In the span of two weeks, we have seen the same failure on two different trucks. These engines were different model years with different after-treatment configurations. One had a DPF and SCR, while the other only had a DPF. The failure is the DPF outlet cracking horizontally and vertically, resulting in large chunks of DPF falling off into the exhaust system. The photos of the failures shown are also on our social media pages if you are interested in looking closer.
In both of these cases, there were no fault codes indicating that something had happened to the filter. The issue was only discovered upon physical inspection (but this is actually a pretty common type of failure). A cracked or slightly melted filter will still perform but will not be nearly as effective. When the temperature in the DPF rises quickly or uncontrollably, the filter will crack. You could also crack a filter if you were pulling a very long hill and then suddenly came to an idle. The elevated temperature causes the soot to burn rapidly. When you stop this process by abruptly coming to an idle, the filter cannot cool down enough because the exhaust flow is too low.
Every driver on the road should know that pulling a hill and then shutting your engine off is not good for your turbo. Take the idea of rapidly heating and cooling metal. Cool that hot metal down too fast, and it becomes brittle, having a greater chance of catastrophic failure. The idea is similar to your DPF, but it needs more than idle to cool down safely. High idle may suffice, but you need to slowly bring the temperature down to keep your DPF healthy. This may sometimes require you to drive at a low load for a short period (we are talking about temperatures that can reach in excess of one thousand degrees). It may sound like a time-draining inconvenience, but we can assure you that replacing hard-to-find expensive emissions parts is worse.
Another reason DPFs can crack is lack of regenerations or insufficient regens. This happens when your filter is collecting more soot than it is burning off, and it usually means there is something wrong with the system. Newer engines are better at catching this issue quickly. When a DPF is overloaded and suddenly reaches a temperature where it can burn, it can devastate the emissions system. It’s like having a massive pile of dried brush and lighting it with five gallons of gasoline. It goes up in flames fast! The same thing happens inside of your exhaust. If your filter has a lot of soot, and when you finally do a regen or pull that hill after idling for 8 hours, you’re setting yourself up for a failure. It not only harms your DPF, but it can also transfer that excess heat to the DOC (Diesel Oxidation Catalyst) and SCR (Selective Catalyst Reduction) systems.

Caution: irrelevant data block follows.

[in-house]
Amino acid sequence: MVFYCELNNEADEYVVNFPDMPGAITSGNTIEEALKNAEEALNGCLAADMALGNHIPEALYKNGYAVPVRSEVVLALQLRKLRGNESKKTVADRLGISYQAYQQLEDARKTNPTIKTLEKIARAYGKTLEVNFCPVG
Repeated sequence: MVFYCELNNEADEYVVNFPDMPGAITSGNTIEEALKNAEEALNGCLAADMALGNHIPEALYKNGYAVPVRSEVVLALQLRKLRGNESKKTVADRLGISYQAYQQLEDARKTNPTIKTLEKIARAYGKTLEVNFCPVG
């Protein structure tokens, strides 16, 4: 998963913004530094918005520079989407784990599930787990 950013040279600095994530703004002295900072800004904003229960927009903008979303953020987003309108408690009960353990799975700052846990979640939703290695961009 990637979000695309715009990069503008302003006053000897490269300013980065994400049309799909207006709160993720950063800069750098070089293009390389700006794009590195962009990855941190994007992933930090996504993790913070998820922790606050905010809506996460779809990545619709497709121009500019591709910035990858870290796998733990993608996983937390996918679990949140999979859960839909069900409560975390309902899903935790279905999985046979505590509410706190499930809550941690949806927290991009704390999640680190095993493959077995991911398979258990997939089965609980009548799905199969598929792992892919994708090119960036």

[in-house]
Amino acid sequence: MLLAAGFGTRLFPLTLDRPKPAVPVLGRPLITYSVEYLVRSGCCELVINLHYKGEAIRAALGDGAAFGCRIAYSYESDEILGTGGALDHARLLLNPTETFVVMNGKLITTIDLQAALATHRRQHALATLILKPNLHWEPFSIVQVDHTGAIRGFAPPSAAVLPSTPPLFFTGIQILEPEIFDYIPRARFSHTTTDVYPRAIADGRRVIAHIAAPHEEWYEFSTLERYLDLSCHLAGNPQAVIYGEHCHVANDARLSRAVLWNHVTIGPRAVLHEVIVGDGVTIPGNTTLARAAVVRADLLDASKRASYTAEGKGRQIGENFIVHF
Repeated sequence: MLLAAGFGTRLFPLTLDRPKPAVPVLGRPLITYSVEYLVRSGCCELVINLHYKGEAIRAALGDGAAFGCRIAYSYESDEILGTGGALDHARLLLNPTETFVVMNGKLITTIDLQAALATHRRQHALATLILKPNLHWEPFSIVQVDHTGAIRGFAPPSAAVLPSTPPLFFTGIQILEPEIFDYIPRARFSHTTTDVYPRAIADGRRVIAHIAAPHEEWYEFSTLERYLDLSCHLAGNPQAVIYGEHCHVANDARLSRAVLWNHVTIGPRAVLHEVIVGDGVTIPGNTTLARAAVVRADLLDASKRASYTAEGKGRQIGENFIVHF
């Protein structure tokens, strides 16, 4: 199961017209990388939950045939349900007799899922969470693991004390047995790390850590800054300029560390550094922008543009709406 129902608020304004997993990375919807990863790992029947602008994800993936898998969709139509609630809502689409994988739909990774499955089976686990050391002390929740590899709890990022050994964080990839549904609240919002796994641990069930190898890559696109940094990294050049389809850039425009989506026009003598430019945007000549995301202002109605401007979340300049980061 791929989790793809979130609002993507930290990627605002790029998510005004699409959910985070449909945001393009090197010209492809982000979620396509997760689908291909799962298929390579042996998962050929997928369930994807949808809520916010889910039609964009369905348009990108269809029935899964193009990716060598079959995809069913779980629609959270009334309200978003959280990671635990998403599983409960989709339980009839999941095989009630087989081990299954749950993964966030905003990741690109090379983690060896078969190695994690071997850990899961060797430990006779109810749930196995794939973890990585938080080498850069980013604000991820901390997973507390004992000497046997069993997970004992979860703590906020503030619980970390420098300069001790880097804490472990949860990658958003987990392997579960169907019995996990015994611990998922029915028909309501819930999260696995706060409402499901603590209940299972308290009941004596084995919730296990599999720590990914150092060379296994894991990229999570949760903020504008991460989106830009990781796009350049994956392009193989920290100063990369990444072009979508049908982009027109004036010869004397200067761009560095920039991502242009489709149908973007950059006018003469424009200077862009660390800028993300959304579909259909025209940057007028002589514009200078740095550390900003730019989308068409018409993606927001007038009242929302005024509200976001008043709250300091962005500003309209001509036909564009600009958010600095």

A third example of catastrophic emissions failure was brought in only a few months ago. This truck was being inspected for an issue entirely unrelated to emissions, but the owner made it clear that the system was only a few months old when brought in. Once set up on the dynamometer and ran a couple of times, all seemed well with no signs of fault. A second engineer joined in the process and monitored the ECM while the truck was driven. On the first run, the engineer noticed that the DPF temperature was steadily building very quickly. The truck went into an automatic shutdown state, and our engineers were left no choice but to start a physical inspection of the truck.
When all signs began to point towards the DPF being blocked, it was removed to find that it had indeed been completely blocked with ash. The ash had ignited while being pulled down on the dyno, and when the intense heat of sixteen hundred degrees traveled to the DOC and SCR, it rendered them useless. Our team eventually found that the shop that had initially warrantied this customer’s emissions system had installed it incorrectly. It was also suspected that there was an internal issue with the motor that was causing it to produce excess soot, but it was still running within the high end of OEM specifications, which was preventing it from throwing any codes or derates.
Nightmare scenarios like this can be prevented by changing your driving habits, letting your truck regen if and when it wants to, and frequently having your DPF inspected. Pull it down and look at it or have it looked at by a professional. With emissions cleaning services such as Diesel Force and DPF Alternatives in reach of every driver, catching these issues early has never been easier – and will save you a lot of time and money in the long run. If you have any questions or comments, call me or one of my engineers, Leroy or Jordon, at (724) 360-4080 or visit us online at www.pittsburghpower.com.